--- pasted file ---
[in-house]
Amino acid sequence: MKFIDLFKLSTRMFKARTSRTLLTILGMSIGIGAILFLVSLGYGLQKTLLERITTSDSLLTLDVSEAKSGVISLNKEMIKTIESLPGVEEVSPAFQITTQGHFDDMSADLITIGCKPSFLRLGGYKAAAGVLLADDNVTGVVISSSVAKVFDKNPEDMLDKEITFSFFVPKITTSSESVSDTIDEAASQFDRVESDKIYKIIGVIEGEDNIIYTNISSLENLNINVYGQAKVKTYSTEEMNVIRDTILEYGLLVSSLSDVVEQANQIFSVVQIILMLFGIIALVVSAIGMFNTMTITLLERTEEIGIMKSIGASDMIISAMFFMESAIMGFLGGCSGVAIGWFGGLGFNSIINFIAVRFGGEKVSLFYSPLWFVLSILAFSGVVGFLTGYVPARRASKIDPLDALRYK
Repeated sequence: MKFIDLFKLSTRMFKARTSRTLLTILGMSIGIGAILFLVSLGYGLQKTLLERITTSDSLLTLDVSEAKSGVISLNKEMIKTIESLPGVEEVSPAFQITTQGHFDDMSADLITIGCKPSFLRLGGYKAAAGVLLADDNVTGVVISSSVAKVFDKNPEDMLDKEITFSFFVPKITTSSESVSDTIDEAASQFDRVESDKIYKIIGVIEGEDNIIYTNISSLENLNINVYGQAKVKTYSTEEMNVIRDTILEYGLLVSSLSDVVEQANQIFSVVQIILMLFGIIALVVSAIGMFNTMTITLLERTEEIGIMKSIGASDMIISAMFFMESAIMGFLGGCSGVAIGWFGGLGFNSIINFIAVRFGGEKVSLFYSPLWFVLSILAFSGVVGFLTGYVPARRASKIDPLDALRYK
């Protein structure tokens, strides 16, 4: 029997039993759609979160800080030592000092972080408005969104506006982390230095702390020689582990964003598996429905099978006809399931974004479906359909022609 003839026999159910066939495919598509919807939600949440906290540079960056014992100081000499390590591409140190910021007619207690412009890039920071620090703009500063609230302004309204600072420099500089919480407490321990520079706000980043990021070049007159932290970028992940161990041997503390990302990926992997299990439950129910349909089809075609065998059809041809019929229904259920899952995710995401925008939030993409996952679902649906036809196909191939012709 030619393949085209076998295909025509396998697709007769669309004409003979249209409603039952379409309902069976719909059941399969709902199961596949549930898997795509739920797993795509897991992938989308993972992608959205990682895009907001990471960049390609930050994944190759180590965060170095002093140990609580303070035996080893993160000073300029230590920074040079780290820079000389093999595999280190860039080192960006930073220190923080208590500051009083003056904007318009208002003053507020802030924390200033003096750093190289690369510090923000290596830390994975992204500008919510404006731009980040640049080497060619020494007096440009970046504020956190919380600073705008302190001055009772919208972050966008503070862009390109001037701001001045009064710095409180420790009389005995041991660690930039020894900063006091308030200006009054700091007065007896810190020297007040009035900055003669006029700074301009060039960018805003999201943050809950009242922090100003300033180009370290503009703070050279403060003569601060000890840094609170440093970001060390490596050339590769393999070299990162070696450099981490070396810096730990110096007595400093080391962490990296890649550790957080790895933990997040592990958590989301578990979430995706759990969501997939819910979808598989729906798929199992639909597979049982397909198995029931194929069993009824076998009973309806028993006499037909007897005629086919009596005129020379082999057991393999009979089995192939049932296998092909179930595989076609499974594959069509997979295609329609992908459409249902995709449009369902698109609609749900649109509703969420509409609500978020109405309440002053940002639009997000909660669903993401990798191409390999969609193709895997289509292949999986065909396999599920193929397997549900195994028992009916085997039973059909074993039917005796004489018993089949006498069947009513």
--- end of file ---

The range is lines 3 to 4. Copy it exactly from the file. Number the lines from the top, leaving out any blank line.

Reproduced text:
Repeated sequence: MKFIDLFKLSTRMFKARTSRTLLTILGMSIGIGAILFLVSLGYGLQKTLLERITTSDSLLTLDVSEAKSGVISLNKEMIKTIESLPGVEEVSPAFQITTQGHFDDMSADLITIGCKPSFLRLGGYKAAAGVLLADDNVTGVVISSSVAKVFDKNPEDMLDKEITFSFFVPKITTSSESVSDTIDEAASQFDRVESDKIYKIIGVIEGEDNIIYTNISSLENLNINVYGQAKVKTYSTEEMNVIRDTILEYGLLVSSLSDVVEQANQIFSVVQIILMLFGIIALVVSAIGMFNTMTITLLERTEEIGIMKSIGASDMIISAMFFMESAIMGFLGGCSGVAIGWFGGLGFNSIINFIAVRFGGEKVSLFYSPLWFVLSILAFSGVVGFLTGYVPARRASKIDPLDALRYK
């Protein structure tokens, strides 16, 4: 029997039993759609979160800080030592000092972080408005969104506006982390230095702390020689582990964003598996429905099978006809399931974004479906359909022609 003839026999159910066939495919598509919807939600949440906290540079960056014992100081000499390590591409140190910021007619207690412009890039920071620090703009500063609230302004309204600072420099500089919480407490321990520079706000980043990021070049007159932290970028992940161990041997503390990302990926992997299990439950129910349909089809075609065998059809041809019929229904259920899952995710995401925008939030993409996952679902649906036809196909191939012709 030619393949085209076998295909025509396998697709007769669309004409003979249209409603039952379409309902069976719909059941399969709902199961596949549930898997795509739920797993795509897991992938989308993972992608959205990682895009907001990471960049390609930050994944190759180590965060170095002093140990609580303070035996080893993160000073300029230590920074040079780290820079000389093999595999280190860039080192960006930073220190923080208590500051009083003056904007318009208002003053507020802030924390200033003096750093190289690369510090923000290596830390994975992204500008919510404006731009980040640049080497060619020494007096440009970046504020956190919380600073705008302190001055009772919208972050966008503070862009390109001037701001001045009064710095409180420790009389005995041991660690930039020894900063006091308030200006009054700091007065007896810190020297007040009035900055003669006029700074301009060039960018805003999201943050809950009242922090100003300033180009370290503009703070050279403060003569601060000890840094609170440093970001060390490596050339590769393999070299990162070696450099981490070396810096730990110096007595400093080391962490990296890649550790957080790895933990997040592990958590989301578990979430995706759990969501997939819910979808598989729906798929199992639909597979049982397909198995029931194929069993009824076998009973309806028993006499037909007897005629086919009596005129020379082999057991393999009979089995192939049932296998092909179930595989076609499974594959069509997979295609329609992908459409249902995709449009369902698109609609749900649109509703969420509409609500978020109405309440002053940002639009997000909660669903993401990798191409390999969609193709895997289509292949999986065909396999599920193929397997549900195994028992009916085997039973059909074993039917005796004489018993089949006498069947009513």